Vocational Rehabilitation for Brain Injury

The goal of many pavocational rehabilitation for brain injury session at tabletients who are going through brain injury rehabilitation is to return to their jobs.

Vocational rehabilitation counseling helps prepare people to re-enter the workplace or explore options for alternative careers if they are unable to return to previous employment. VRCs (vocational rehabilitation counselors) help patients manage many aspects of working after an injury, from handling cognitive challenges and job modifications to vocational assessment and career exploration.

Vocational rehabilitation counselors at Pate are part coach, part counselor, part diagnostician. VRCs assess the patients’ strengths and listen to their career goals. They help people review their job options after the injury to see if they still “fit.”

If they don’t, vocational counselors can help identify new career paths or educational opportunities. If a full return to work isn’t possible after the injury, our counselors can work with these patients to explore other meaningful ways to use their talents, like volunteering.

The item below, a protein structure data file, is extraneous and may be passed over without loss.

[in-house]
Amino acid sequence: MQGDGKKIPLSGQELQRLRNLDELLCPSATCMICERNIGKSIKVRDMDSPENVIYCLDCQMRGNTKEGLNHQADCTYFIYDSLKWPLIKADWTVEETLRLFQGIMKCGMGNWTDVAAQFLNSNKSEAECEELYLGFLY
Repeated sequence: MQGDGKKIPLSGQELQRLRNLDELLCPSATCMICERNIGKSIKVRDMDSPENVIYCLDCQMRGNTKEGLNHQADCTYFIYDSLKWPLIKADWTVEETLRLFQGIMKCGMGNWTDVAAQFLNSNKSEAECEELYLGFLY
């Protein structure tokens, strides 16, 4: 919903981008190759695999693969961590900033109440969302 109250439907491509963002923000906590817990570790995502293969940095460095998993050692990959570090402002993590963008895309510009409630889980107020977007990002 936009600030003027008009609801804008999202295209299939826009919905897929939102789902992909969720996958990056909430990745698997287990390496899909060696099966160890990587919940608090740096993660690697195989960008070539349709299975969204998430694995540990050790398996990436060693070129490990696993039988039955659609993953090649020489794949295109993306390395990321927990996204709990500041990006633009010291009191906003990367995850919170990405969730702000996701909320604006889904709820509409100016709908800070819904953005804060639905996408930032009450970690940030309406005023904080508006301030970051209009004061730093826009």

After a brain injury, some patients may have disabilities that can make their former job tasks more difficult. They may have memory deficits, need physical assistance or help coping with cognitive processing and emotional changes. VRCs specialize in fitting the patient’s existing strengths into the job description and coming up with modifications – different ways to accomplish the same things – if needed.

After an injury, it’s not unusual for people to find their priorities have changed. They may want to spend more time with family, return to school or choose a new career path. Vocational rehabilitation counselors are there to support the patient’s new goals, whatever they are, and to make a new start in life.

Vocational rehabilitation counseling can include:

  • Job site evaluations
  • Job task review and practice
  • Work readiness assessment
  • Acting as liaison with the patient’s workplace
  • Job counseling
  • Testing for vocational interests, work values, and skills
  • Developing career and life goals
  • Assistive technology or devices as modifications in the workplace
  • Employment services
  • Re-education advice and planning
  • Referrals to other resources
  • Interview coaching

 

 

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